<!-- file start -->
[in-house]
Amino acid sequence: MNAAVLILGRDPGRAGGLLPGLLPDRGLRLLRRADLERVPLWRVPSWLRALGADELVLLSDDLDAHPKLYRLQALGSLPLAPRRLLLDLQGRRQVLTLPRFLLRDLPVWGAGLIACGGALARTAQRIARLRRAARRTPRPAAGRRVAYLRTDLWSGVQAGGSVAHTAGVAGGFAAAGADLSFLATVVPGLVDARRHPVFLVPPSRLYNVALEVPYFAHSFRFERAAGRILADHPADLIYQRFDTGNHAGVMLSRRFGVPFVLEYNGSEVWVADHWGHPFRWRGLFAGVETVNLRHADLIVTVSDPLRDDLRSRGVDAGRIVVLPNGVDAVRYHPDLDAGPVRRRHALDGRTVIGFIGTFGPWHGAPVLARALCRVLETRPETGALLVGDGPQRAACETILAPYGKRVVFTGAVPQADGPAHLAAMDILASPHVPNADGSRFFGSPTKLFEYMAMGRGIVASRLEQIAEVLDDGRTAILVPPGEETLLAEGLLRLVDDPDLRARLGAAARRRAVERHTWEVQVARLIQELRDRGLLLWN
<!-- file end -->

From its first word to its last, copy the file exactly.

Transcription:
[in-house]
Amino acid sequence: MNAAVLILGRDPGRAGGLLPGLLPDRGLRLLRRADLERVPLWRVPSWLRALGADELVLLSDDLDAHPKLYRLQALGSLPLAPRRLLLDLQGRRQVLTLPRFLLRDLPVWGAGLIACGGALARTAQRIARLRRAARRTPRPAAGRRVAYLRTDLWSGVQAGGSVAHTAGVAGGFAAAGADLSFLATVVPGLVDARRHPVFLVPPSRLYNVALEVPYFAHSFRFERAAGRILADHPADLIYQRFDTGNHAGVMLSRRFGVPFVLEYNGSEVWVADHWGHPFRWRGLFAGVETVNLRHADLIVTVSDPLRDDLRSRGVDAGRIVVLPNGVDAVRYHPDLDAGPVRRRHALDGRTVIGFIGTFGPWHGAPVLARALCRVLETRPETGALLVGDGPQRAACETILAPYGKRVVFTGAVPQADGPAHLAAMDILASPHVPNADGSRFFGSPTKLFEYMAMGRGIVASRLEQIAEVLDDGRTAILVPPGEETLLAEGLLRLVDDPDLRARLGAAARRRAVERHTWEVQVARLIQELRDRGLLLWN